This approach, of course, is somewhat heretical – if we had a penny for every time a boss, an expert or a VC stressed the need to “execute relentlessly” and “drive people to compete and win,” we’d be pretty well off. The common “wisdom” is that it’s supposed to be all about what you can do for the company, not what the company can do for you. The culture and even the popular myth making around startups perpetuate this stereotype: all should be sacrificed to fuel the fires of value creation and brand building.
Pontiflex has succeeded not in spite of, but because of our approach. We have faced and overcome obstacles that have destroyed much larger, better capitalised companies. We began our entrepreneurial journey in 2008 on the dark slopes of the stomach-churning slide into the depths of the Great Recession. During the dismal days of 2008 and 2009, we raised two rounds of venture capital (totaling about $9MM).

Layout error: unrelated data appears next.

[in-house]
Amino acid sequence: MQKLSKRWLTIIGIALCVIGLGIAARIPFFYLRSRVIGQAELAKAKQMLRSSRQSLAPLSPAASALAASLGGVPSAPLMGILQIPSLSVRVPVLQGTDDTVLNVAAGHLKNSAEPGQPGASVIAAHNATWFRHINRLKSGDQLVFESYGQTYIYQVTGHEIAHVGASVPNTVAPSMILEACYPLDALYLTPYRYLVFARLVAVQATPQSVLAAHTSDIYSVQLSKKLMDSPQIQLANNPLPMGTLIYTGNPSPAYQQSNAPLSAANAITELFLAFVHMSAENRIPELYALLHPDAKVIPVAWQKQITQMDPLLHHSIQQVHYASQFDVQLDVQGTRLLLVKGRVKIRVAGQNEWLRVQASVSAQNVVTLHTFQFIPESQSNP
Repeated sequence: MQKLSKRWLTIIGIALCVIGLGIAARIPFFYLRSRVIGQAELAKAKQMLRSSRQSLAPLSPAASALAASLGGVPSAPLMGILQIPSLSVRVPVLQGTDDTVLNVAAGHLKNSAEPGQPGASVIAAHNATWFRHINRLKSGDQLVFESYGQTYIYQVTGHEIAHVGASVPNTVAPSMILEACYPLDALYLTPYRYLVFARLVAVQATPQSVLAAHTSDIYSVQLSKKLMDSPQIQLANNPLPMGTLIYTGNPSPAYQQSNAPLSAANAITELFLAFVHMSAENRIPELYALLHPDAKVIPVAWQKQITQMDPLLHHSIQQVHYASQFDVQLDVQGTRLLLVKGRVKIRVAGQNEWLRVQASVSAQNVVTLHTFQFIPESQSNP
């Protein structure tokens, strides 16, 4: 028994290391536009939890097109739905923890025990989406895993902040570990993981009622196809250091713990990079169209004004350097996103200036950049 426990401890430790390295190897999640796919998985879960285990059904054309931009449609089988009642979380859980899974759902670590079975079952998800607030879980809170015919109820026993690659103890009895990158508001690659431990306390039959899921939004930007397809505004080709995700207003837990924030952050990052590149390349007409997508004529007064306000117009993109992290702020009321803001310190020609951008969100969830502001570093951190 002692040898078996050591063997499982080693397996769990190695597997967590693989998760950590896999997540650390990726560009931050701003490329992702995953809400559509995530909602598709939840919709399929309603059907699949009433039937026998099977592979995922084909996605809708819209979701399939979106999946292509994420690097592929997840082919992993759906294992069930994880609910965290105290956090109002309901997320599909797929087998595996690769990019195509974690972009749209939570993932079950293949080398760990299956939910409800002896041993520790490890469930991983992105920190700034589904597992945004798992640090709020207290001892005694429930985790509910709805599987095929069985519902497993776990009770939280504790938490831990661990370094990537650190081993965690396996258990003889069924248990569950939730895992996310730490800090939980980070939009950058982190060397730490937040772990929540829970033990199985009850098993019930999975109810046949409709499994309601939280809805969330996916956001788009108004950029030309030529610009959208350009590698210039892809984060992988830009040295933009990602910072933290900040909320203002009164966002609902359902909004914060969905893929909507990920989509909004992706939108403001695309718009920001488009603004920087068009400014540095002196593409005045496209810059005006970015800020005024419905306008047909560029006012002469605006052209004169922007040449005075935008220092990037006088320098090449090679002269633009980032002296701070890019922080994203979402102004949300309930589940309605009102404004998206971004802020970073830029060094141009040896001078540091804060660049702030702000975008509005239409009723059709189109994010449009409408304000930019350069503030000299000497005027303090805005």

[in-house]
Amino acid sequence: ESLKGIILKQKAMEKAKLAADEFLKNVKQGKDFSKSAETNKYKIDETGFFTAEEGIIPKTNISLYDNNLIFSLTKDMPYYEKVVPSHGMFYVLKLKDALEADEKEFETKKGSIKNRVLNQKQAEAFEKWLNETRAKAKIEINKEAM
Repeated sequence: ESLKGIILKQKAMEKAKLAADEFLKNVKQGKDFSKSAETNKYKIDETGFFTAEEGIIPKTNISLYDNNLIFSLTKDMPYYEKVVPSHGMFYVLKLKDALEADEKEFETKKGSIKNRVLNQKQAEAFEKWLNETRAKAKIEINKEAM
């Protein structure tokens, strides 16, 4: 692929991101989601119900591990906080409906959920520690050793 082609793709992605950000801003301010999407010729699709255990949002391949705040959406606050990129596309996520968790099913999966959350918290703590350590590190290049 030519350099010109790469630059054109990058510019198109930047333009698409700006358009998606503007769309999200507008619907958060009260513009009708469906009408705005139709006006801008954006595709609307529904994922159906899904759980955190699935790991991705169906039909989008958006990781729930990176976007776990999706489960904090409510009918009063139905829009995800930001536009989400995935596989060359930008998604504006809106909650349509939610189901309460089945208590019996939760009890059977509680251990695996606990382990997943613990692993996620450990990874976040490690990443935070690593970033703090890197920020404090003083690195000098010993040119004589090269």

Since launch, we’ve achieved a revenue to capital raised ratio of 3.3, built a killer platform, signed over 100 major brands and launched a mobile product that is revolutionizing in-app advertising. We haven’t done this alone; our board and investors have been supportive through both good times and bad.
Pontiflex has no magic tricks. We offer no marvellous perks that make people happy. Our Dumbo offices are simple and we count ourselves lucky to have a sink, a fridge and free coffee. We don’t have showers, massages, free lunches or laundry in our office – yet. David Chang hasn’t come to cook us some of his famous pork butt (although the invitation is always open, dude). Those things actually mean relatively little to people’s happiness and they are not an end in themselves or a recipe for workplace nirvana.
So what is it that makes Pontiflex such a great place to work? It’s simple: love. Here, we are referring to the Greek word agape, or love for humankind. In this context, it means you care about others as much as, if not more, than you do about yourself.
For the pragmatists out there, let me summarize this by quoting from the immortal film, G.I. Jane: “A team isn’t a team if you don’t give a shit about each other.”